‘Dollhouse’ draws big DVR numbers
“Dollhouse” fans can breathe easier: Fox will air all 13 episodes.
On the heels of impressive DVR data for the “Dollhouse” premiere, network execs said they will run each produced hour of the show’s current order despite the Friday drama’s modest overall ratings.
“We’re going to run all the episodes,” Fox scheduling chief Preston Beckman said. “We’re not saying we’re happy with those numbers, or accept them, but we don’t have to overreact.”
Premiere-week DVR data released Monday showed that the second-season “Dollhouse” debut climbed 50% from its very modest base of a 1.0 rating in the adults 18-49 demo. Beckman said DVR results have played a role in the show’s fate, though he wasn’t surprised by the new numbers.
“It’s one of the reasons that we brought ‘Dollhouse’ back; we knew it was DVR-friendly,” Beckman said. “Hopefully we’ll see the overnight ratings increase from week to week. With some shows, you have to look at the bigger picture.”
As for ordering additional episodes, or a third season, Fox says it will make that decision after the current run.
The news represents a relief to “Dollhouse” fans that the current season won’t be cut short but also suggests that a full-season order is unlikely. Waiting until all 13 episodes have aired before making a decision generally means allowing production on the show to shut down for the season.
“Dollhouse” creator Joss Whedon said he’s writing the 13th hour to give fans a degree of closure.
“We’ll definitely have closure but will leave some doors open,” said Whedon, who’s shooting the eighth episode.
“Dollhouse” stood in sharp contrast to its lead-in, Fox’s freshman comedy “Brothers,” which occupied the other extreme end of DVR data, and was flat.
The program with the largest overall rating increase based on raw gains — not a percentage compared with its original number — during premiere week was ABC’s “Grey’s Anatomy,” which boosted its adult demo number from 6.7 to 8.2. That was followed by another Fox drama, “House” (6.8 to 8.2). Other top climbers based on sheer gains include “The Office” (3.9 to 4.9) and “The Mentalist” (3.6 to 4.6).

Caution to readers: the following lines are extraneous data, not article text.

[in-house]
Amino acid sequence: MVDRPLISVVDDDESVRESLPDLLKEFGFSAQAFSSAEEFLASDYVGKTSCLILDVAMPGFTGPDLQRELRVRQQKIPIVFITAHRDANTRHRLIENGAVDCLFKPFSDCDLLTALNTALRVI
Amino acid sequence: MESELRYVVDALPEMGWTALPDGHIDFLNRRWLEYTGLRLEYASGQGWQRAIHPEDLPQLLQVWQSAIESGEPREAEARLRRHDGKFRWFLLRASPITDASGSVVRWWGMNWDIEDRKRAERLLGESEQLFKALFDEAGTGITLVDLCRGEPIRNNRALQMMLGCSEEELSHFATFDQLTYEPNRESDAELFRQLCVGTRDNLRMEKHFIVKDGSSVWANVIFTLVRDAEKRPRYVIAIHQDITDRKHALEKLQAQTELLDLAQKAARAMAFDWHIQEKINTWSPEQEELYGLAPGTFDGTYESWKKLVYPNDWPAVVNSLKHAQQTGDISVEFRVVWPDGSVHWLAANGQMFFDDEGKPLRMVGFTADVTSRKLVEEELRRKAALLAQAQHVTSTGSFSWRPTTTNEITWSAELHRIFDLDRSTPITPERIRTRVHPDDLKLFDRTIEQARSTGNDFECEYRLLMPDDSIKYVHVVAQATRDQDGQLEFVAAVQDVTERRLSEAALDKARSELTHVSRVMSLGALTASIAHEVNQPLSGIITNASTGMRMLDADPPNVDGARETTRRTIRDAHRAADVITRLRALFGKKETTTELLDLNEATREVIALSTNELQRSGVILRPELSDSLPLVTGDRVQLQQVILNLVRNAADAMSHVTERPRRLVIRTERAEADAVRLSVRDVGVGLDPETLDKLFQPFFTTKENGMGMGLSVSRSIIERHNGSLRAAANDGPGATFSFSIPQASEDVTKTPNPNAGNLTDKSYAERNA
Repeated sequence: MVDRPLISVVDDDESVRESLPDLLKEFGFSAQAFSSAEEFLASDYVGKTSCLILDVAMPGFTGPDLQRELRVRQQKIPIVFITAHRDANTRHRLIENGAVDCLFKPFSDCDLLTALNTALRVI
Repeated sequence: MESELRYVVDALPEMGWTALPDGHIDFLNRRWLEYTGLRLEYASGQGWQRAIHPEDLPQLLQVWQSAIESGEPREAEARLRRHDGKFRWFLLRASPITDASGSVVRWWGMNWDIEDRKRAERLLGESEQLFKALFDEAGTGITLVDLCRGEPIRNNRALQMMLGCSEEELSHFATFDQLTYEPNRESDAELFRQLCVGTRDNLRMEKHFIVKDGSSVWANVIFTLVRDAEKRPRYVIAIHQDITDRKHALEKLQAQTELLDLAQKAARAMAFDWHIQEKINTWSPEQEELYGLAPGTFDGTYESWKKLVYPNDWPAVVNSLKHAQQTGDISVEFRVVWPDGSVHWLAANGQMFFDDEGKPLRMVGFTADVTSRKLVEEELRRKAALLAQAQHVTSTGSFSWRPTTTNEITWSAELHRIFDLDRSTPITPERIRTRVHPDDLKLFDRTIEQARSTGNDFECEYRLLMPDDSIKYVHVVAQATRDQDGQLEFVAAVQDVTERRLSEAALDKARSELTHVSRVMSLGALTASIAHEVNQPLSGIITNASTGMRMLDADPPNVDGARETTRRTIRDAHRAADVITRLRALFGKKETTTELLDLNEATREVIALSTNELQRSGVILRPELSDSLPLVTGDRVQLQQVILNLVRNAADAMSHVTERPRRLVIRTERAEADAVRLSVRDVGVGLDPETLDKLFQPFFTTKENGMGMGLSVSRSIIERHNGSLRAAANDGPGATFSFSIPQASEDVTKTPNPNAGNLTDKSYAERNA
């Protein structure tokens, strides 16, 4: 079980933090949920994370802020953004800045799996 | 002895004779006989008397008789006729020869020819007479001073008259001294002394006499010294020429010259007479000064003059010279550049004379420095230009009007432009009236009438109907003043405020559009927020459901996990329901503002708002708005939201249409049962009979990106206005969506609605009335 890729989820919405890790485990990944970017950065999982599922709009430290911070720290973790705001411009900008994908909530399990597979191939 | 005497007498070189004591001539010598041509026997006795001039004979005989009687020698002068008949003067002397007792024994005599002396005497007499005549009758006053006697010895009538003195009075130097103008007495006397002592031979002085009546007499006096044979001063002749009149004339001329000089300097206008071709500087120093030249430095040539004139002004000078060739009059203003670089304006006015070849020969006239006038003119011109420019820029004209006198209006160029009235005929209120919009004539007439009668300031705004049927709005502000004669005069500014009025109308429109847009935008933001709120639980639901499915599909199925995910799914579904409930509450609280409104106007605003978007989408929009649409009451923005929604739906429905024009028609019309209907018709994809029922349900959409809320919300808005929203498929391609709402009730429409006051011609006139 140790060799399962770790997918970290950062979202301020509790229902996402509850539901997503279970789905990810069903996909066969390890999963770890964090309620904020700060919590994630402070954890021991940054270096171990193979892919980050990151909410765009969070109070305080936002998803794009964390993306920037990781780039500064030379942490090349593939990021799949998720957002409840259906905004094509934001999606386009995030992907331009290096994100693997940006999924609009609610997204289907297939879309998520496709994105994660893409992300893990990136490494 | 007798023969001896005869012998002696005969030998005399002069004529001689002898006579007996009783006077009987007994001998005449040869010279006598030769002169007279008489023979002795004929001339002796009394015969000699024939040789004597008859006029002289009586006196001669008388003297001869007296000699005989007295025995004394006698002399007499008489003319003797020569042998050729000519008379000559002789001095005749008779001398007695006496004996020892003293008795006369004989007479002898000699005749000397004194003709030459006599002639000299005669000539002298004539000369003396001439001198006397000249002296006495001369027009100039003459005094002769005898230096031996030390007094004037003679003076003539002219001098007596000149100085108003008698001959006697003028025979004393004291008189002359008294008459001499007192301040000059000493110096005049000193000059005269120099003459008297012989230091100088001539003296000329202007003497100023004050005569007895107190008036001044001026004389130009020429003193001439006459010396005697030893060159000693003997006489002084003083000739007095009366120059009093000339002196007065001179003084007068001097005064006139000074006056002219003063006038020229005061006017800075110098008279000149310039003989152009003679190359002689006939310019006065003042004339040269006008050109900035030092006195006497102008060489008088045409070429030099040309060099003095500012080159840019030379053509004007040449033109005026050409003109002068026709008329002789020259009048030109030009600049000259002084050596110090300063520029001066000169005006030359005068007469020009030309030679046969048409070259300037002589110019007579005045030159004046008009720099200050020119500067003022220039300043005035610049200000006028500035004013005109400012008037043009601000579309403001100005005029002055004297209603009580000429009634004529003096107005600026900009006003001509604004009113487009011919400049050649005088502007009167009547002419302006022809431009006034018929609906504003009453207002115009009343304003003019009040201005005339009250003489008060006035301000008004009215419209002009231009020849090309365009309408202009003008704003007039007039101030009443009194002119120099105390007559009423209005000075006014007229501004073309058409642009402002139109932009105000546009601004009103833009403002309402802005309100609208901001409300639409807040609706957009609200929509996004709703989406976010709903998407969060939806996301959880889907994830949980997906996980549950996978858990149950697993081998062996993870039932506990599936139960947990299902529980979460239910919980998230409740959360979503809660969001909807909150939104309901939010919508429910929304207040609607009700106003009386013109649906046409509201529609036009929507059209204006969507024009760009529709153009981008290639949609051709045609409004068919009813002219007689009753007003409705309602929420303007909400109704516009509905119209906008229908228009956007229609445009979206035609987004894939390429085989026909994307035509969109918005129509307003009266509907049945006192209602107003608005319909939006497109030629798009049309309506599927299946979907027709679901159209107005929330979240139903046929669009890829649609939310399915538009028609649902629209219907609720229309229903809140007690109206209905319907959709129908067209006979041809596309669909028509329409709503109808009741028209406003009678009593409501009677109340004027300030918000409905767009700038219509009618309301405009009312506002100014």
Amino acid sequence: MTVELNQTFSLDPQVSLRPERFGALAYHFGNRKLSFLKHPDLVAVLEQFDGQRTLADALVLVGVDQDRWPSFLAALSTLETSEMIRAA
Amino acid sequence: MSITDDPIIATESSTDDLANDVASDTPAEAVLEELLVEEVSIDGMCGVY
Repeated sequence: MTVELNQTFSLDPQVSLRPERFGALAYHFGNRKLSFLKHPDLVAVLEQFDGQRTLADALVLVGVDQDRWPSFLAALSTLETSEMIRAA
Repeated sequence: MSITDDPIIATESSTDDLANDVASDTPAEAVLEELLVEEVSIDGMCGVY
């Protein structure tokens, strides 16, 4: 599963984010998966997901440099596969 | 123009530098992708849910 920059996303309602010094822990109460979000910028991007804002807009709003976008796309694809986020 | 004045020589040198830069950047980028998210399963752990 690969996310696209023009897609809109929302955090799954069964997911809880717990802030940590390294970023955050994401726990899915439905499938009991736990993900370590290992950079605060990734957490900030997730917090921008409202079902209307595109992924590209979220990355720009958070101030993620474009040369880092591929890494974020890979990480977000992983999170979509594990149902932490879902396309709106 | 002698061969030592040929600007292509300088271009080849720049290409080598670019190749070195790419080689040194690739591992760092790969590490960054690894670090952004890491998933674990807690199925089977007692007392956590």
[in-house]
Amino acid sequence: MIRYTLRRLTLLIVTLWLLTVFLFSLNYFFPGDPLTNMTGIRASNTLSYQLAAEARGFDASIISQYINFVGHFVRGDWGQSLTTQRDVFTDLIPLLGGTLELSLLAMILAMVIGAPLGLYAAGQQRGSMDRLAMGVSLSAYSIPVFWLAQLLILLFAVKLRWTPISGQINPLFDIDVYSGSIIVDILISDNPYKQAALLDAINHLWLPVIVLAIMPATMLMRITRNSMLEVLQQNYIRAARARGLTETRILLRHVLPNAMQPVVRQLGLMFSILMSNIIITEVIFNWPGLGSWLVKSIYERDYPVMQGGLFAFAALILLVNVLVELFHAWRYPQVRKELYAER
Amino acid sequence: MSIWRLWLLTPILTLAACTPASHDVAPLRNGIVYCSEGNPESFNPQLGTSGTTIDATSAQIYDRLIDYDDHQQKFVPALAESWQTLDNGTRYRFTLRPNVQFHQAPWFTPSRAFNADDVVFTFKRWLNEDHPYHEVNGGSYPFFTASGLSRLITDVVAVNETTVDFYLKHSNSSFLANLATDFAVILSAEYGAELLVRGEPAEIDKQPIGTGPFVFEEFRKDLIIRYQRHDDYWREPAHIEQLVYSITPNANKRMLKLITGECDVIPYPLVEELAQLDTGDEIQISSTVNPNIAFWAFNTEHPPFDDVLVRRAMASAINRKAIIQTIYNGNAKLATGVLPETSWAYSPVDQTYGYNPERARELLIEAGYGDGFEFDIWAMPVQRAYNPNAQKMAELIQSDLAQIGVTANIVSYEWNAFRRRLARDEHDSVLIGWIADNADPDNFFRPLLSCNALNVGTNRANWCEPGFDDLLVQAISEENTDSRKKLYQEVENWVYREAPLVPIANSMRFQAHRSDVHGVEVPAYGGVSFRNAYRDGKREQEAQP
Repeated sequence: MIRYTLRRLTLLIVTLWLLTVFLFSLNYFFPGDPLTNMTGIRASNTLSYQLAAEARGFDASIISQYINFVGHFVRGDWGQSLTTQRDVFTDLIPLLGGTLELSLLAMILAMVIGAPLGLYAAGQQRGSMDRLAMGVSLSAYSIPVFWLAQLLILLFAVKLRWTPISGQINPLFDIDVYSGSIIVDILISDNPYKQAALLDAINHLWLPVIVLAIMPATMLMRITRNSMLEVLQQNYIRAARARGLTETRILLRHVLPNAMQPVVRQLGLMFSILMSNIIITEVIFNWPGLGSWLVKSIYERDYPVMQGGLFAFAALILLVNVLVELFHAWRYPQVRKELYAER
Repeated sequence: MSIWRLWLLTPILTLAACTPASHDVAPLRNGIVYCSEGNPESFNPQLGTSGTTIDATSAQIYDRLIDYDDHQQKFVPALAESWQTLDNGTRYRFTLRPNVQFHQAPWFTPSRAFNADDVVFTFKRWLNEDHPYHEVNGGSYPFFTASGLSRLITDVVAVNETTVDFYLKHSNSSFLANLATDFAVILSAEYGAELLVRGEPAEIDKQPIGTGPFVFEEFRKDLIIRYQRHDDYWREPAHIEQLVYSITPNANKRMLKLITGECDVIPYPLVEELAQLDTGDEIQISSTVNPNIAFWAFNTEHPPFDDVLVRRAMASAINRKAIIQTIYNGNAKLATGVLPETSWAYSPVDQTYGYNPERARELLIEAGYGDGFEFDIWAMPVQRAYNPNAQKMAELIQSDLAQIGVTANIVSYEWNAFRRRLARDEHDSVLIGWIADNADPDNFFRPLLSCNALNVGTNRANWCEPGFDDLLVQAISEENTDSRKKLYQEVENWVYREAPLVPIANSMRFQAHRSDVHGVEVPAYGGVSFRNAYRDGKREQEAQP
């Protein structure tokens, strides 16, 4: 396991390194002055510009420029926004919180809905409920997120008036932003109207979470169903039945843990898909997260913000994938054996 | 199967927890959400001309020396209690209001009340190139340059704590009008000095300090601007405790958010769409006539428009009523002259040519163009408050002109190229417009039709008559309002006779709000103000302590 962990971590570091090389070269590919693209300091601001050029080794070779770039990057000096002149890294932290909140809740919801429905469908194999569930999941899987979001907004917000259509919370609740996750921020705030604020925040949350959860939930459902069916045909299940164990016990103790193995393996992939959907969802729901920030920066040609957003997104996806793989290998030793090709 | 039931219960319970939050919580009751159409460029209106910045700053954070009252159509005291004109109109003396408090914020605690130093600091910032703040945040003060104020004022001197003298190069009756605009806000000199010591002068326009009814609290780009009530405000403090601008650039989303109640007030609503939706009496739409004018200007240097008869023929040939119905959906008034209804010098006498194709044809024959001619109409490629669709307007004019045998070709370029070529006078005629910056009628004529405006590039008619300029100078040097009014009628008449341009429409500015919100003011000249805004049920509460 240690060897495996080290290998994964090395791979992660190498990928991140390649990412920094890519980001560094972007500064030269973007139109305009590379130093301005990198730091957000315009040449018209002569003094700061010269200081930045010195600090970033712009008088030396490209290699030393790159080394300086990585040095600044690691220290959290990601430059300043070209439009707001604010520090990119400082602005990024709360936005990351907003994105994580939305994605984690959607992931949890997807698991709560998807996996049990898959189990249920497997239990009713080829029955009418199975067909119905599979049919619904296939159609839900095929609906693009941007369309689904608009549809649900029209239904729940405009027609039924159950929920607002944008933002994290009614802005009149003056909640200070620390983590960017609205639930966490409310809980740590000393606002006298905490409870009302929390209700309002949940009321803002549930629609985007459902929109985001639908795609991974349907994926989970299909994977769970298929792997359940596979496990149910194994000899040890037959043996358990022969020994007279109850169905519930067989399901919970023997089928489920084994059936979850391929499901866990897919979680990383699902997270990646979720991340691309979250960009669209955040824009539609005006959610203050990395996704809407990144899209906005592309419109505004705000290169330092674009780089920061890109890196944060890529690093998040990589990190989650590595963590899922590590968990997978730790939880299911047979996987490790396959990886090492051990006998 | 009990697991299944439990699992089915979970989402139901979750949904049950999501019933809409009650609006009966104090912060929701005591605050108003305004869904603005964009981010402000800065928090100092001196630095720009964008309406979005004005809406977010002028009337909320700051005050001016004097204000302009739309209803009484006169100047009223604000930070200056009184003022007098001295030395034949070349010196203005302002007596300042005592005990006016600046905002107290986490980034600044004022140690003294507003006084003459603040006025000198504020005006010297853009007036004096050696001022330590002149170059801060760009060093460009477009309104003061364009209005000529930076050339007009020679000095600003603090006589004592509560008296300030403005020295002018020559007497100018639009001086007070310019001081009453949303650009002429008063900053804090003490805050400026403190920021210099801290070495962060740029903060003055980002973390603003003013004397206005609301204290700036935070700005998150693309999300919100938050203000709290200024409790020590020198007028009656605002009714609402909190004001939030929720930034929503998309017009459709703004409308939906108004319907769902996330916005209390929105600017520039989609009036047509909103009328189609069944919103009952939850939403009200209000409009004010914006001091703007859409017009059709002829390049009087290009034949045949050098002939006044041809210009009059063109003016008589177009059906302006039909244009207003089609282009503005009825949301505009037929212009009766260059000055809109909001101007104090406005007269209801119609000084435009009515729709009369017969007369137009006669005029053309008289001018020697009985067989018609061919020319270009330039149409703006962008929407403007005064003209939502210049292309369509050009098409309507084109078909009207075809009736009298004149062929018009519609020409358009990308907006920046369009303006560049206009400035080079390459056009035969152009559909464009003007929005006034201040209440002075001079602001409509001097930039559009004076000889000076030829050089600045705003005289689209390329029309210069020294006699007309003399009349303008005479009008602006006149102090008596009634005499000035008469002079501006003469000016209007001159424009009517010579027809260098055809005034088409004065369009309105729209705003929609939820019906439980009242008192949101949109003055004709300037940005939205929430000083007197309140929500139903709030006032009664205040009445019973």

In addition to “Dollhouse,” some other shows particularly aided by DVR gains include NBC’s “Heroes” — its Live+7 rating of 3.7 is greatly improved from its previous 2.7. Same with ABC’s “Castle”; the difference between a 2.3 and 2.9 is significant in the eyes of a network. And heavy DVR gains for Fox’s Thursday lineup of “Bones” and “Fringe” suggest that the shows are drawing the short straw in terms of live viewing on the intensely competitive night.
“All viewing matters,” John Rash, senior vp at media agency Campbell Mithun, said of the gains. “The numbers particularly matter for relatively low-rated shows like ‘Dollhouse’ and ‘Smallville,’ which have an established fan base — albeit one that time-shifts — which may give a show longer life if this data wasn’t accounted for.”
Shifting back to percentage increases, after “Dollhouse” and “Smallville,” which also gained 50%, the next-biggest DVR gainer is the CW’s “90210,” climbing 40%, followed by Fox’s “Fringe” (39%) and the CW’s “Melrose Place” (38%) and “Gossip Girl” (36%).
“A time-sifted show signifies engagement with the content because they’ve taken that extra step,” said Shari Anne Brill, vp and director of programming at Carat. “A lack of time-shifting suggests, ‘If I miss it, oh well.’ ”
NBC’s “The Jay Leno Show” occupied many of the lower spots, generally gaining about a tenth of a rating point (or 5%). This was expected and was one of NBC’s selling points of Leno’s show (“DVR-proof”).
“God didn’t invent news to be time-shifted, nor Jay Leno,” said NBC’s research guru Alan Wurtzel. “The whole point of Leno is to be topical.”
Wurtzel noted one aspect that was surprising was how quickly viewers have continued to adopt time-shifted viewing — overall, broadcast shows gained an average of 14% for premiere week, compared with 9% last year. The CW gained the most (30%), followed by Fox (19%), CBS (13%), ABC (12%) and NBC (7%).
‘Dollhouse’ draws big DVR numbers